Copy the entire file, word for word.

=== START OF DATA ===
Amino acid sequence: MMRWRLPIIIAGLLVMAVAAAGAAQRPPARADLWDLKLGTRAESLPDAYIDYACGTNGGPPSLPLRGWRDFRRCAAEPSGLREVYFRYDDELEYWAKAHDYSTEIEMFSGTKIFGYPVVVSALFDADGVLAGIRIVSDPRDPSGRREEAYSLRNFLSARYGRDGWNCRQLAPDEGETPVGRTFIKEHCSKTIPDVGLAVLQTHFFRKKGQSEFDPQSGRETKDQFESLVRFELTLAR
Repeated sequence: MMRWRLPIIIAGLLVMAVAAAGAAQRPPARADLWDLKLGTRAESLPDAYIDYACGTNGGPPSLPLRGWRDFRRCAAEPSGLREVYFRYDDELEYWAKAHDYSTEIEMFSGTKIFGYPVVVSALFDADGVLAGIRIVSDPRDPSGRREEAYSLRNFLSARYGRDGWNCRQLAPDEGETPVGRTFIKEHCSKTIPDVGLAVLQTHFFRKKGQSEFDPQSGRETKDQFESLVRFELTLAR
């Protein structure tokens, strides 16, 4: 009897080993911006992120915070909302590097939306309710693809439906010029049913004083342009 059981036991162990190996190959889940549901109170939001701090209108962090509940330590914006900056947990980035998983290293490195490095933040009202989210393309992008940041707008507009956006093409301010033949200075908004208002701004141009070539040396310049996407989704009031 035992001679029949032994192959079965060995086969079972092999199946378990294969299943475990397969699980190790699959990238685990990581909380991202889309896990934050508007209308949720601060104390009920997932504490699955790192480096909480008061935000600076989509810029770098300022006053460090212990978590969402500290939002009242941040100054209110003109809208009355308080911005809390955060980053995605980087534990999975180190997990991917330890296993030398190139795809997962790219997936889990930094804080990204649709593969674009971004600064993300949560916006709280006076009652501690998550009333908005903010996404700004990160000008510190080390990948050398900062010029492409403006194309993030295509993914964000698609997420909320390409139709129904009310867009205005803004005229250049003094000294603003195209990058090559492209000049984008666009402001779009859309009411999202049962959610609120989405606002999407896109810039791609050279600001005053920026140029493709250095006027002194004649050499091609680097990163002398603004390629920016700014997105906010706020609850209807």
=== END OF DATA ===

Amino acid sequence: MMRWRLPIIIAGLLVMAVAAAGAAQRPPARADLWDLKLGTRAESLPDAYIDYACGTNGGPPSLPLRGWRDFRRCAAEPSGLREVYFRYDDELEYWAKAHDYSTEIEMFSGTKIFGYPVVVSALFDADGVLAGIRIVSDPRDPSGRREEAYSLRNFLSARYGRDGWNCRQLAPDEGETPVGRTFIKEHCSKTIPDVGLAVLQTHFFRKKGQSEFDPQSGRETKDQFESLVRFELTLAR
Repeated sequence: MMRWRLPIIIAGLLVMAVAAAGAAQRPPARADLWDLKLGTRAESLPDAYIDYACGTNGGPPSLPLRGWRDFRRCAAEPSGLREVYFRYDDELEYWAKAHDYSTEIEMFSGTKIFGYPVVVSALFDADGVLAGIRIVSDPRDPSGRREEAYSLRNFLSARYGRDGWNCRQLAPDEGETPVGRTFIKEHCSKTIPDVGLAVLQTHFFRKKGQSEFDPQSGRETKDQFESLVRFELTLAR
């Protein structure tokens, strides 16, 4: 009897080993911006992120915070909302590097939306309710693809439906010029049913004083342009 059981036991162990190996190959889940549901109170939001701090209108962090509940330590914006900056947990980035998983290293490195490095933040009202989210393309992008940041707008507009956006093409301010033949200075908004208002701004141009070539040396310049996407989704009031 035992001679029949032994192959079965060995086969079972092999199946378990294969299943475990397969699980190790699959990238685990990581909380991202889309896990934050508007209308949720601060104390009920997932504490699955790192480096909480008061935000600076989509810029770098300022006053460090212990978590969402500290939002009242941040100054209110003109809208009355308080911005809390955060980053995605980087534990999975180190997990991917330890296993030398190139795809997962790219997936889990930094804080990204649709593969674009971004600064993300949560916006709280006076009652501690998550009333908005903010996404700004990160000008510190080390990948050398900062010029492409403006194309993030295509993914964000698609997420909320390409139709129904009310867009205005803004005229250049003094000294603003195209990058090559492209000049984008666009402001779009859309009411999202049962959610609120989405606002999407896109810039791609050279600001005053920026140029493709250095006027002194004649050499091609680097990163002398603004390629920016700014997105906010706020609850209807």